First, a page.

Dr Maura Edmond researches the sociology of creative scenes and subcultures and has written about visual art, popular music, podcasting, fashion, film and fandom from this perspective. Her most recent research has explored fifty years of gender equality initiatives in the media, arts and cultural industries.
Dr Kate Fitch is a communication and media studies scholar who specialises in critical and feminist public relations and feminist media studies. She has published more than 30 journal articles and book chapters and her work on gender and history is internationally recognised. Kate’s first book, Professionalizing Public Relations, investigates the history of public relations in Australia and her second book, Popular Culture and Social Change investigates the cultural work of public relations.
Dr Akane Kanai’s research explores the rise and fall of feminisms in popular culture, mediated feminine identities and participatory cultures, and new responsibilities and expectations of women’s reproductive, immaterial and otherwise monetisable labour through digital media.
Associate Professor Olivia Khoo’s research centres on transnational Chinese cultures, and Asian and Australian cinemas, with a focus on issues of gender and sexuality. Olivia has been a Chief Investigator on two Australian Research Council Discovery Projects on the History of Asian Australian Cinema (DP0987349) and Media Flows Between Australia and East Asia (DP160100304). She is a series editor of the Gender, Sexualities and Culture in Asia book series (Palgrave Macmillan) and Associate Editor of Studies in World Cinema: A Critical Journal (Brill).
Dr Whitney Monaghan is an early career researcher specialising in LGBTIQ representation on screen, television studies, queer theory, feminist film theory and teen screen cultures. Her PhD research on the representation of queer girlhood is published as the monograph Queer Girls, Temporality and Screen Media: Not ‘Just a Phase.’(Palgrave Macmillan, 2016). She is the co-author of the textbook Queer Theory Now: From Foundations to Futures (Red Globe Press, 2019) and co-editor of Screening Scarlett Johansson: Gender, Genre, Stardom (Palgrave Macmillan, 2020). Her current research examines the queer history of Australian television. Whitney is also the founder and co-editor of online film magazine Peephole Journal and a festival coordinator at the Melbourne Women in Film Festival.
Dr Claire Perkins’ research on independent and ‘indie’ film, television and culture has an international reputation. Over the past five years she has focused on the gendered discourses of this sector and on the broader dialogue between independence and feminism in film and television practice, reception and criticism. Her monograph American Smart Cinema was published by Edinburgh University Press in 2012 and she is co-editor of six collections, including Indie Reframed: Women’s Filmmaking and Contemporary American Independent Cinema (Edinburgh UP, 2016). Another of Claire’s key research interests is in media seriality, and she co-edits the Edinburgh UP book series Screen Serialities.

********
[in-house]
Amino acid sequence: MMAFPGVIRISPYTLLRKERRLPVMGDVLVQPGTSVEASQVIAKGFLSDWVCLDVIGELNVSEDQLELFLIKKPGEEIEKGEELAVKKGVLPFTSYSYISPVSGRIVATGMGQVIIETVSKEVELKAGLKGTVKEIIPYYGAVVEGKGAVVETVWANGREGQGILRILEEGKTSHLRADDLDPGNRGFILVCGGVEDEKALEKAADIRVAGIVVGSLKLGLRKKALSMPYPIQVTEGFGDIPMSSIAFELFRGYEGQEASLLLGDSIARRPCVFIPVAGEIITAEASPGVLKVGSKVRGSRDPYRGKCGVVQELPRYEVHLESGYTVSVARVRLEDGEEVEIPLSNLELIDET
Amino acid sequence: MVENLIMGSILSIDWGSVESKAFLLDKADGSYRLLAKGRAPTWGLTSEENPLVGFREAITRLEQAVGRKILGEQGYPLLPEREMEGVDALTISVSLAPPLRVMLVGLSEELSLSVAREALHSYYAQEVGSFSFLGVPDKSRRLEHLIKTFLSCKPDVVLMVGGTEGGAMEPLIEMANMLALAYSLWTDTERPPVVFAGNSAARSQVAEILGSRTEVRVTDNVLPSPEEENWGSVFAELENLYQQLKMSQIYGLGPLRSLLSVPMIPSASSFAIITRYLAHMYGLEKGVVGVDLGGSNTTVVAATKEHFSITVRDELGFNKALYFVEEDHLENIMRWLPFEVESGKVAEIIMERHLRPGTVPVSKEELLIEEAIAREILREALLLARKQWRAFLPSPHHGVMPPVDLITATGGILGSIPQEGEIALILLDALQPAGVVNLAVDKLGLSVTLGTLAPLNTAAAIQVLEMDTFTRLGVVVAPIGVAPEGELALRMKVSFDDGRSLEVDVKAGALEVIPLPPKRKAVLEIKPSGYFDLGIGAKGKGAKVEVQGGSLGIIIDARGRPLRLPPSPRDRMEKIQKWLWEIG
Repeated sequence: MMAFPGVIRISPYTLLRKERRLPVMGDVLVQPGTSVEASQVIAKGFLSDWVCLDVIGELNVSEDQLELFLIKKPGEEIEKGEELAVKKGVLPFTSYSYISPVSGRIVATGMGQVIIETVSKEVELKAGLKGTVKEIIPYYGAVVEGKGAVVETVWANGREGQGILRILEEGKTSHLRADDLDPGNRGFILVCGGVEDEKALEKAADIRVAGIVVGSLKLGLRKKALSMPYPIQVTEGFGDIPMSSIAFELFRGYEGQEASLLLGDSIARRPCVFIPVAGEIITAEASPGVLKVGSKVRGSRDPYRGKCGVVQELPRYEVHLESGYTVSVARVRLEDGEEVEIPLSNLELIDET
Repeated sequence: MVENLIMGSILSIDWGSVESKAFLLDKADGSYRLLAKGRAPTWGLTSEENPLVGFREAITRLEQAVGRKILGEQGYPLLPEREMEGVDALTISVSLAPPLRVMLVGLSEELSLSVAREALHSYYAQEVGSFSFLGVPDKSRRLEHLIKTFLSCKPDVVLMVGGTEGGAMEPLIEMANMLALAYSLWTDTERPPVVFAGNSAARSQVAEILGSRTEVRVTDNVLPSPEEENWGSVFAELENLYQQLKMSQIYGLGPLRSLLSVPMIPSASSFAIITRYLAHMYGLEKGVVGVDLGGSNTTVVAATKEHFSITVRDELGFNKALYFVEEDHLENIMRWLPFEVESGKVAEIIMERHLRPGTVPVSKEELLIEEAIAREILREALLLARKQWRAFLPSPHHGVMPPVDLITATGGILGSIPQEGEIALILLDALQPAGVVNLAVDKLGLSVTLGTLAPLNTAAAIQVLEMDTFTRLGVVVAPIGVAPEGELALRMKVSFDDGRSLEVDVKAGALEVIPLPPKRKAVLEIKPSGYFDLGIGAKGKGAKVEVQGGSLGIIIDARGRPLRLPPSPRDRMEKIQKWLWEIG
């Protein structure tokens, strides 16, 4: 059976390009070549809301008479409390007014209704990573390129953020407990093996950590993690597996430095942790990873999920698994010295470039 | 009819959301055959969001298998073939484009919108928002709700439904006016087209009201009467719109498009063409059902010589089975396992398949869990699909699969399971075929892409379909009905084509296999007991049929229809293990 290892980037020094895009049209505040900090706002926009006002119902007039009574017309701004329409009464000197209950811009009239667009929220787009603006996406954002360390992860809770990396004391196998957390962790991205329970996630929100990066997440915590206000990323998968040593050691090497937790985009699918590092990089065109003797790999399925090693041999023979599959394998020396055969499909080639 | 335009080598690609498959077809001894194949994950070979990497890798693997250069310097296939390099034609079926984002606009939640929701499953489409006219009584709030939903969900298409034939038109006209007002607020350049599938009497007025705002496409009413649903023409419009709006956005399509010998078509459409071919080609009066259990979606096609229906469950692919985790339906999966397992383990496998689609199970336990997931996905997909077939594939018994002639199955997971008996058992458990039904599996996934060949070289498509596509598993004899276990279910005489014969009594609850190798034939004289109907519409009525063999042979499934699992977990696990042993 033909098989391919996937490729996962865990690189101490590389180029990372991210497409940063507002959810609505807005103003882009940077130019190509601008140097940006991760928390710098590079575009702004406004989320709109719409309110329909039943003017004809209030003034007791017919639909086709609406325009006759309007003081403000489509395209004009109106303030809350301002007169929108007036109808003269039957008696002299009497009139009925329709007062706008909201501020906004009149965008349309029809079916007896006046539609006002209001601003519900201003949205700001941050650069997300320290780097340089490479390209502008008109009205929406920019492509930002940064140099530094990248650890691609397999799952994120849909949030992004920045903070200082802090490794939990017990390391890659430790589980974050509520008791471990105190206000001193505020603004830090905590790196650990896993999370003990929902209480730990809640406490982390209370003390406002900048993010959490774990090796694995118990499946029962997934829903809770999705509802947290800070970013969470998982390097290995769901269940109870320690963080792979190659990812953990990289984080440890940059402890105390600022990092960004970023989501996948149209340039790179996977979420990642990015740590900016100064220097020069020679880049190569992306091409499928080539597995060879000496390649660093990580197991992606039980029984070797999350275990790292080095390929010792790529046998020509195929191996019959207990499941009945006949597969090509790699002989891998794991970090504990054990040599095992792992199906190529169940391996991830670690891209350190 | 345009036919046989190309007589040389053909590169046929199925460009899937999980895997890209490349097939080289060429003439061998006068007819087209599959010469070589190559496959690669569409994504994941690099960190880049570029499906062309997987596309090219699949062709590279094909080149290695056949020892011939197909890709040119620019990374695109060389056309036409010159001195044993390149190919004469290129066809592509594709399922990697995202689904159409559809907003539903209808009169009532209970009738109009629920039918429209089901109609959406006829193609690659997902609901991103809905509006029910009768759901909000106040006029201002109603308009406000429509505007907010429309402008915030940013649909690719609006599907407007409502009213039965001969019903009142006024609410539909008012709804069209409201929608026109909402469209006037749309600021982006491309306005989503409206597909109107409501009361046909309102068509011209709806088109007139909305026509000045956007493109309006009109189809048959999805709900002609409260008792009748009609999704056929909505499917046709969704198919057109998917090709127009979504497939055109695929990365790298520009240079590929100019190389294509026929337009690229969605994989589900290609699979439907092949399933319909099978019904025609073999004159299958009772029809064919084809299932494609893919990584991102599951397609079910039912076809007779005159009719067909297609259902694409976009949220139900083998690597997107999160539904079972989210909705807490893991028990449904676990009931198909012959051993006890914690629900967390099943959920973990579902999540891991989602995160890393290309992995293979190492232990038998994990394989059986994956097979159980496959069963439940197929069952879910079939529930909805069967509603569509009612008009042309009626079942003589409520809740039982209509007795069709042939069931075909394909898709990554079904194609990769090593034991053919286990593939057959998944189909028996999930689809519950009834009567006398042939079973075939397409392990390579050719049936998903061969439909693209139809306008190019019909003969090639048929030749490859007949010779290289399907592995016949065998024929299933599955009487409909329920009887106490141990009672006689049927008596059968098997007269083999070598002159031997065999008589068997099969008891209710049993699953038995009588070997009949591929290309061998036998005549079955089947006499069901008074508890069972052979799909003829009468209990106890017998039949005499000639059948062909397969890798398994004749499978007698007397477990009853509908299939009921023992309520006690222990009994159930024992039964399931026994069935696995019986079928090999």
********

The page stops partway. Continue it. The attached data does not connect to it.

Over the last two decades Associate Professor Belinda Smaill has built an international reputation in the field of screen studies and documentary studies in particular. She has published over 40 journal articles and book chapters and her two books, The Documentary: Politics, Emotion, Culture (Palgrave MacMillan 2010) and Regarding Life: Animals and the Documentary Moving Image (State University of New York Press 2016)have garnered international recognition for their role in rethinking the documentary tradition in the history of the moving image. Her research has consistently explored issues relating to women and documentary, and female directors more broadly. Her work also focuses on the environment, more than human and fact-based storytelling in screen media.
Dr Verity Trott researches the political, cultural and social dimensions of digital media technologies and digital cultures from feminist and intersection perspectives. Her recent work examines digital feminist activism and cultures of masculinity online.
Dr Zala Volcic’s work has garnered an international reputation for its role in rethinking the intersection of media, gender, conflicts, nationalism, and social cohesion, while showing how news media have the potential to strengthen democracy by promoting civic engagement, but also the ability to undermine and fragment shared identities and thereby to reinforce tendencies toward political conflict and violence. Since 2001, Zala has built an internationally significant track record of research in media, cultural, gender, and communications studies. This record includes a monograph, three co-authored books, and four co-edited books, as well as over 50 articles, chapters and research reports published in influential international, interdisciplinary journals including Information Communication and Society, The European Journal of Cultural Studies, Feminist Media Studies and the International Journal of Cultural Studies. Zala also has an established track record of developing media literacy programs that translate the results of her research into meaningful forms of public engagement designed to foster democratic understanding and civic engagement.
Therese Davis (Swinburne University)
Associate Professor Therese Davis has more than 20 years of experience teaching screen and cultural studies at universities in Australia. Her research is primarily in the areas of Australian cinema and television, Australian Indigenous media, and women’s filmmaking. She is also Chair of the Melbourne Women in Film Festival Board.